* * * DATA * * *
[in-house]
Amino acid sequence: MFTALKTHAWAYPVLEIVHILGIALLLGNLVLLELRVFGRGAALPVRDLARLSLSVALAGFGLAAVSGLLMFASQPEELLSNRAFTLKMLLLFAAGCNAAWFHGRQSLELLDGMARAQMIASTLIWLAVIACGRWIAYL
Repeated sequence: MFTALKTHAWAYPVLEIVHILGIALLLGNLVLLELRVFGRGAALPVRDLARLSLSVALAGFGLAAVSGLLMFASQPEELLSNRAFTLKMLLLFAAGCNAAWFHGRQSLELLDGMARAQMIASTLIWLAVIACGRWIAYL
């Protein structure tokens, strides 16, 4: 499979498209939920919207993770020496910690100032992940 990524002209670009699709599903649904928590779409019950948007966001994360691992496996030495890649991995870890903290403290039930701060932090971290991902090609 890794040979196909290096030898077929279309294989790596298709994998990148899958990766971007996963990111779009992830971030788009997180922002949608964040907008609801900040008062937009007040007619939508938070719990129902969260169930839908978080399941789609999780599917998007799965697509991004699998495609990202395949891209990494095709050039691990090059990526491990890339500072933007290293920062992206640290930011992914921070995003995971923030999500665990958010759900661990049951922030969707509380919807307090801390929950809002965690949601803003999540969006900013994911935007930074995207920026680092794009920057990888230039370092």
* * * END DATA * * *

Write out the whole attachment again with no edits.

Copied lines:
[in-house]
Amino acid sequence: MFTALKTHAWAYPVLEIVHILGIALLLGNLVLLELRVFGRGAALPVRDLARLSLSVALAGFGLAAVSGLLMFASQPEELLSNRAFTLKMLLLFAAGCNAAWFHGRQSLELLDGMARAQMIASTLIWLAVIACGRWIAYL
Repeated sequence: MFTALKTHAWAYPVLEIVHILGIALLLGNLVLLELRVFGRGAALPVRDLARLSLSVALAGFGLAAVSGLLMFASQPEELLSNRAFTLKMLLLFAAGCNAAWFHGRQSLELLDGMARAQMIASTLIWLAVIACGRWIAYL
């Protein structure tokens, strides 16, 4: 499979498209939920919207993770020496910690100032992940 990524002209670009699709599903649904928590779409019950948007966001994360691992496996030495890649991995870890903290403290039930701060932090971290991902090609 890794040979196909290096030898077929279309294989790596298709994998990148899958990766971007996963990111779009992830971030788009997180922002949608964040907008609801900040008062937009007040007619939508938070719990129902969260169930839908978080399941789609999780599917998007799965697509991004699998495609990202395949891209990494095709050039691990090059990526491990890339500072933007290293920062992206640290930011992914921070995003995971923030999500665990958010759900661990049951922030969707509380919807307090801390929950809002965690949601803003999540969006900013994911935007930074995207920026680092794009920057990888230039370092």